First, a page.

Ray and his wife Nancy accepted my suggestion enthusiastically, and packed a picnic lunch on a sunny morning that – unusually for the Falklands – was utterly windless. We drove their Land Rover out the Mount Pleasant Airport road for a few miles before turning onto the San Carlos Road. It took two hours to cover the 60 miles to Cape Dolphin Farm, but another hour to manage the ten miles to the tip of the peninsula, covered by dense tussac grass (Paridiochloa flabellata). En route, we stopped to observe a colony of perhaps 400 Gentoo penguins, in the early stages of their nesting season.
At one point, though, the tussac grew too dense for the Rover to advance any farther, and we parked to enjoy sandwiches before Ray and I continued toward the tip of the peninsula. Nancy chose to stay back for concern about the southern sea lions (Otaria flavescens) that inhabit the tussac. As the photograph below shows, the males are imposing beasts, weighing up 750 pounds (350 kg), and can be aggressive. Fortunately, they’re not quite so quick on the ground as their African namesakes, even though their manes evoke some resemblance.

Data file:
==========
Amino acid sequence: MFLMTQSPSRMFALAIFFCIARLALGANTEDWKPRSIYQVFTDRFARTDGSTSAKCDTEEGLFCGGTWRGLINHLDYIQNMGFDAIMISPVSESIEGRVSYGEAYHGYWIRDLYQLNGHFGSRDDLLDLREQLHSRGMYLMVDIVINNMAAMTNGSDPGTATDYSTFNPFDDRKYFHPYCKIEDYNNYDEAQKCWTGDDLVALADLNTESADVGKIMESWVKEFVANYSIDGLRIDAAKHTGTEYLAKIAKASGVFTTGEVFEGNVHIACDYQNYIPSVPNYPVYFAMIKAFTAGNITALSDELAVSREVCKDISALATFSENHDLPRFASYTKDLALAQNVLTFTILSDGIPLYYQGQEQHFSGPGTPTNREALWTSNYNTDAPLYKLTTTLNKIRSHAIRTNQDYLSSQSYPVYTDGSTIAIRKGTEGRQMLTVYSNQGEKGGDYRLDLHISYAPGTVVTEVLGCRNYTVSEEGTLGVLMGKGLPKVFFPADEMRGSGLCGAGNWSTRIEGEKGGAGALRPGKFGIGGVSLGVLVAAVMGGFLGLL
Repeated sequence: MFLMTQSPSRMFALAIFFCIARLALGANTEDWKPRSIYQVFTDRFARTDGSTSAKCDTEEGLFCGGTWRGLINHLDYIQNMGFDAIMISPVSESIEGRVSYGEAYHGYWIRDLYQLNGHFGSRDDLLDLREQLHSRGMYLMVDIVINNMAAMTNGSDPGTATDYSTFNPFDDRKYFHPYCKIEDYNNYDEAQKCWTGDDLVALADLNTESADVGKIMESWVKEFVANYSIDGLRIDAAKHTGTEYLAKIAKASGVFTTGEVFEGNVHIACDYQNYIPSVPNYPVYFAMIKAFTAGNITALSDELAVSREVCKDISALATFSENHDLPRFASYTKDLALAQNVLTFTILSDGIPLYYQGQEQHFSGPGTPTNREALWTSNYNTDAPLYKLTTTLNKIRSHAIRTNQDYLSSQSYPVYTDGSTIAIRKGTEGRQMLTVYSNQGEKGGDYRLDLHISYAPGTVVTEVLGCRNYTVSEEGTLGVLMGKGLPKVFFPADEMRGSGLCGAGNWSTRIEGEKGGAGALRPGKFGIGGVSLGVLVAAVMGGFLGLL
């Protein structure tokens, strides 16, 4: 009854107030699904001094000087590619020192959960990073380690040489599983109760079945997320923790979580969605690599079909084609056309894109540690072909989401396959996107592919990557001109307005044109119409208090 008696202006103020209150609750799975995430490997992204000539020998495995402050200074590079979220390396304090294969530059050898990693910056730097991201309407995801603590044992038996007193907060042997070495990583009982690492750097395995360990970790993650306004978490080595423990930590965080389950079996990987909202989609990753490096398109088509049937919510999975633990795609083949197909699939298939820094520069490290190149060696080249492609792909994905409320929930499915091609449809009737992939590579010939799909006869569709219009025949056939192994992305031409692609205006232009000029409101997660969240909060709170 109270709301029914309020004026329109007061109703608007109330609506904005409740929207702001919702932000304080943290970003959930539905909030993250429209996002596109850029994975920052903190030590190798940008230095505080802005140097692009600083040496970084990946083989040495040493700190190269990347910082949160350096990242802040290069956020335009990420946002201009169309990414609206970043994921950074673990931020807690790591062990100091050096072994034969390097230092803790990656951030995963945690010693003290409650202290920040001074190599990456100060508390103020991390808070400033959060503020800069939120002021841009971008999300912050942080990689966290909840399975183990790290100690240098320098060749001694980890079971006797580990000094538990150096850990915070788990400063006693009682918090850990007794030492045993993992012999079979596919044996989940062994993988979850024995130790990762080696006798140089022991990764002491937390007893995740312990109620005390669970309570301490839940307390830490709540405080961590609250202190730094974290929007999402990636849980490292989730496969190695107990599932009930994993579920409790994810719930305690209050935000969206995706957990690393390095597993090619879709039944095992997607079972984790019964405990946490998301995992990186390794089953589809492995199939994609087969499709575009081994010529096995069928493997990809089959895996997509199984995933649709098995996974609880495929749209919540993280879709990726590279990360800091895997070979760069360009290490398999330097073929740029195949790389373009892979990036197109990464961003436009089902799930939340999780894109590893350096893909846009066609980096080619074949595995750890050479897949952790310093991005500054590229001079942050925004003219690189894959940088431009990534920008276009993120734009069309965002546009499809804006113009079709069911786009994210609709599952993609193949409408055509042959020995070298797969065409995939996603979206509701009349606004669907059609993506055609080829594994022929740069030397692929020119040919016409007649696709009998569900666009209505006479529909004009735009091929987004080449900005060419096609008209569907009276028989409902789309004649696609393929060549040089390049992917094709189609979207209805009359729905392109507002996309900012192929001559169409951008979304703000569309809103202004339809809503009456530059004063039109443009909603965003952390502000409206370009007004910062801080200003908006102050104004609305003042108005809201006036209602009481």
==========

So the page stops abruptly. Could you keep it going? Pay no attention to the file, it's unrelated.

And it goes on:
Ray scouted the route ahead, occasionally climbing atop a dead tussac mound, but on one occasion he inadvertently startled a large male and briefly lost his shoes before the beast retreated. I followed and, for my part, I’m cautious walking through tussac bogs; in the end, we saw dozens of lions before returning safely to the vehicle. Most of the sleeping lions didn’t even see us but, when they did, they scampered away toward towards the beach below.
I don’t know of any actual attacks on hikers here, but it’s an exhilarating experience to walk among them. It made for an auspicious start to what will be an unfortunately short week in the Islands, before I return to Chile on Saturday.